In the ancient world, very few people were truly secular. The spiritual world was everywhere, and that included a fear of harmful spirits. You can see remnants of this in ancient architecture that contains protection symbols and the like. You can also see it in masks and combat helmets.
There is a tight link between the two. Some masks were also meant to protect, just like helmets. This type of protection was spiritual. Masks, just like helmets, could also intimidate. Sometimes, these types of headcover were meant to fend off both spiritual and physical offenders alike. In this article, we will be taking an up-close look at 7 ancient helmets. We will observe how similar they are to a ceremonial mask, and examine each helmet's archeological, cultural, and historical background.
1. Japanese Samurai helmet
The Age of Samurai in Japan lasted several centuries - from 1185 to 1868. They were considered warrior royalty. This mask is a fine example of how their combat masks were made. The visual design followed the shape of a mountain spirit or devil, meant to evoke fear in the enemy. The mask was made of metal and decorated with precious metals, fur, feathers, or antlers.
2. Ribchester helmet
This mask, dating from around the first or second centuries, is not a battle mask. That is why the face part can function as a dynamic visor. It is made of copper alloy, and it was found in northwest England. On the back, some decorations depict an active battle, but the helmet itself was mainly used in sporting events and for ceremonial purposes.
3. Murmillo gladiator helmet
Encyclopedia Britannica defines the gladiators as "professional combatants in ancient Rome." They participated in violent show fights meant for the public's entertainment. But do not be deceived by the wording- there was no mercy, nor fake blood in these fights that often had a death toll. As you can see, this mask has a crest. It was originally adorned with horsehair.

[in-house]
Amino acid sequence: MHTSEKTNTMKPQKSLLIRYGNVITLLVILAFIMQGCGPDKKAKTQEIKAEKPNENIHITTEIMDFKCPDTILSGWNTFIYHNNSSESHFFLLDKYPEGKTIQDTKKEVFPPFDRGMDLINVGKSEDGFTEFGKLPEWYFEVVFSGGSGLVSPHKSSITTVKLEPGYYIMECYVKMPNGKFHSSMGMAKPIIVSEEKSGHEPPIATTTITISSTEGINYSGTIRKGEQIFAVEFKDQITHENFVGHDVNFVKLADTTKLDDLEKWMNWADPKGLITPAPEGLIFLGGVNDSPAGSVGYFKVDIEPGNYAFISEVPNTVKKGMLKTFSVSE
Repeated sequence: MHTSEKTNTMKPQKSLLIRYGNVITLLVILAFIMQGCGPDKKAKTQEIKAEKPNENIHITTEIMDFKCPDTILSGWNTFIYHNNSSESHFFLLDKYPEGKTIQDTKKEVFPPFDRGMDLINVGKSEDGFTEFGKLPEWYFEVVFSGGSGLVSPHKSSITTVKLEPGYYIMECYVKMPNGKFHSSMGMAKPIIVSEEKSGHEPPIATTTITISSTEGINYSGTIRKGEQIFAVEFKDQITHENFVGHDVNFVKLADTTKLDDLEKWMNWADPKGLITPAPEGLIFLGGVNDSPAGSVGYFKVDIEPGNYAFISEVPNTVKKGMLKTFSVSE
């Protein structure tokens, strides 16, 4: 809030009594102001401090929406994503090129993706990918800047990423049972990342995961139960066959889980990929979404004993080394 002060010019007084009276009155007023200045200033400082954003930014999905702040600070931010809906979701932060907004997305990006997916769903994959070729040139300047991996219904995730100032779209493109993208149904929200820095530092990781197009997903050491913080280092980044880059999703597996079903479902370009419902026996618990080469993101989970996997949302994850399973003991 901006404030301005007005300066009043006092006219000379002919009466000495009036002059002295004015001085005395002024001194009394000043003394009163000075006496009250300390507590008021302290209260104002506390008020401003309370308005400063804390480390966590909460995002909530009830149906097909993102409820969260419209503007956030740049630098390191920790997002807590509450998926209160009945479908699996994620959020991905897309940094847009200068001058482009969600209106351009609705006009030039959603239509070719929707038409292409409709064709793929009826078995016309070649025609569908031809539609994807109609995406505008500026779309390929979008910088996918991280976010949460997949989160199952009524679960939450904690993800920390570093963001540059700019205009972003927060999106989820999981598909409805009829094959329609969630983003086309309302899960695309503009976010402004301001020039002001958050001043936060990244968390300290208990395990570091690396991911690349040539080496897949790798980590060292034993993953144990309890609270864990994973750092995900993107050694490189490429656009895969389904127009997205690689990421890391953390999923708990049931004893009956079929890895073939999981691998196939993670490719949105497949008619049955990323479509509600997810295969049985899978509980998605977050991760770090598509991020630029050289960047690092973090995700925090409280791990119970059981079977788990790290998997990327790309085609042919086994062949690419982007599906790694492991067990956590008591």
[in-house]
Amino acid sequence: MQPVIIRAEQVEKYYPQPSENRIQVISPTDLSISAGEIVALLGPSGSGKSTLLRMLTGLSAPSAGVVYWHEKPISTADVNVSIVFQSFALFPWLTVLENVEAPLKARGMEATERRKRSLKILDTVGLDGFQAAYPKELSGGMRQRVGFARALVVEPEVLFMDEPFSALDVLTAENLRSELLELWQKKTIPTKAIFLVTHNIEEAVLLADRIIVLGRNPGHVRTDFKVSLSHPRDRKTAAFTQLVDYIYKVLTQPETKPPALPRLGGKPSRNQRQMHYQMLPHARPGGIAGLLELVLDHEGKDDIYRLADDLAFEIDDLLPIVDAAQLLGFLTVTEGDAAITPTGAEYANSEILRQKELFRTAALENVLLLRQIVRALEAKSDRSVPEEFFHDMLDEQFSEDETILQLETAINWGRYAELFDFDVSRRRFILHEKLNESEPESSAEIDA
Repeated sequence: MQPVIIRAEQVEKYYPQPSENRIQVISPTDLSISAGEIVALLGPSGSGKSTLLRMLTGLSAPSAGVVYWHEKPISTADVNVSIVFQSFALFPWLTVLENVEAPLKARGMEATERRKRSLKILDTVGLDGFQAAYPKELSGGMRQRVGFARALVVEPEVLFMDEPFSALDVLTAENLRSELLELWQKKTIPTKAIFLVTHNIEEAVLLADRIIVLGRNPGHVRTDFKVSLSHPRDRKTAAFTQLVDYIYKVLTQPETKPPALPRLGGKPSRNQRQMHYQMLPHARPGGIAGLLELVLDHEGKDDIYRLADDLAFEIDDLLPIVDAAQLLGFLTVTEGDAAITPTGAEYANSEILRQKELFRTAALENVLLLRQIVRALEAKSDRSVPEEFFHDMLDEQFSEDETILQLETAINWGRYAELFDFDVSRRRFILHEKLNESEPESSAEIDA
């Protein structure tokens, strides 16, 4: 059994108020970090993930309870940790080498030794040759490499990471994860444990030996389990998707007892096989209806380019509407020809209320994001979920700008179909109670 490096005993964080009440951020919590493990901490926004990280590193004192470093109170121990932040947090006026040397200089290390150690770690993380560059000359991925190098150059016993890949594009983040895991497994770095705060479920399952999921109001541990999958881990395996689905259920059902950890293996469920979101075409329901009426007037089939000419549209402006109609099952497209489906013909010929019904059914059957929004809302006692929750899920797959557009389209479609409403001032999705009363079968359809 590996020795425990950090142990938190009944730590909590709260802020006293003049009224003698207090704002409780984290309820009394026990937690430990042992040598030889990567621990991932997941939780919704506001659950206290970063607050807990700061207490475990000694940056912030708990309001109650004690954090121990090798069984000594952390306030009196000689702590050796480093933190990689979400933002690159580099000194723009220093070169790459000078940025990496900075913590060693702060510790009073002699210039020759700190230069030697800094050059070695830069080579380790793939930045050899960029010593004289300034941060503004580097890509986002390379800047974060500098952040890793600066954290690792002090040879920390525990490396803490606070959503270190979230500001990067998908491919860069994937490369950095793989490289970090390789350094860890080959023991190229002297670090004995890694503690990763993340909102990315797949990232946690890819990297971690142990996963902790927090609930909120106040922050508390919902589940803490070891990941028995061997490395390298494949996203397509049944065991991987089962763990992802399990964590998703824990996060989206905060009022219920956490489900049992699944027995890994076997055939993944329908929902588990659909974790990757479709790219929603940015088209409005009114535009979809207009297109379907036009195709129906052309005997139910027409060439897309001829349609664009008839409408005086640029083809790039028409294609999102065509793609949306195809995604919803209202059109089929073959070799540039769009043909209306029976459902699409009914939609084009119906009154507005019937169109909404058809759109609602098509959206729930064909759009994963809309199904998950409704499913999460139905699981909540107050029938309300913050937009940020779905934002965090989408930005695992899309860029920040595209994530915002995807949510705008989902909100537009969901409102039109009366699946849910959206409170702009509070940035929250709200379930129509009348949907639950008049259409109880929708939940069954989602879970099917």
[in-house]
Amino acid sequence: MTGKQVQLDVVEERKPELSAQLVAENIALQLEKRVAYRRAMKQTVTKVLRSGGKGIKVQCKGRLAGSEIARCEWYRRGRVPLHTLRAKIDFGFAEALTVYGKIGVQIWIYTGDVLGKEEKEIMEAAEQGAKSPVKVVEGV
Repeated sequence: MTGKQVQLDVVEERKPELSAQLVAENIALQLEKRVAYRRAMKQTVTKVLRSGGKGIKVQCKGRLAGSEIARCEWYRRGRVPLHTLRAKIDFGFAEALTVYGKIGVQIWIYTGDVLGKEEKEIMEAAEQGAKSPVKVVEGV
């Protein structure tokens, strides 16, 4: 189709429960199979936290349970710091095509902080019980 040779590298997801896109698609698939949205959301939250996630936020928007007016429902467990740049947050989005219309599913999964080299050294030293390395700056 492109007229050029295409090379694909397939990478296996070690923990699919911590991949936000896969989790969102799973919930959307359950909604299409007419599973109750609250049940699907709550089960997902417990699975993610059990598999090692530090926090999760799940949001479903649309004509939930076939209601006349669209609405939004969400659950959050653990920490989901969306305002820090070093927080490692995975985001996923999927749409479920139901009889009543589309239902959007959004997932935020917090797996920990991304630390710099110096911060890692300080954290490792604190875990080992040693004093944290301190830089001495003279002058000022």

4. Horned Helmet of Henry VIII
This one has a strange futuristic style to it, would you agree? The exact origins of the helmet are unknown, but historians believe it was a gift sent to the king from the Roman Emperor Maximilian I in 1514 AD.
5. Mycenaean boar's tusk helmet
In my opinion, this one easily takes the crown of being the most unique helmet on the list. Can you guess what it's made of? It was excavated from a chamber tomb in Greece. The word Mycenaean describes the last phase of the Bronze Age in Ancient Greece, whereas the boar gives us a clue as to what this mask is made of- ivory! You can find descriptions of the type of mask in Homer's Iliad, a canonic ancient Greek epic text.
6. Bronze Age Horned Helmet
Another helmet from the Bronze Age, this one is 3,000 years old! Found some 60 years ago in Denmark, this helmet was decorated with the beak and eyes of a large bird of prey as an intimidating element meant to reinforce the wearer.
7. Celtic parade helmet
Finishing off our list is this ravishing parade helmet made entirely of gold. It is dated to be from around 350 BC, and it has attributes of the Celtic culture. The helmet was found in a cave in western France.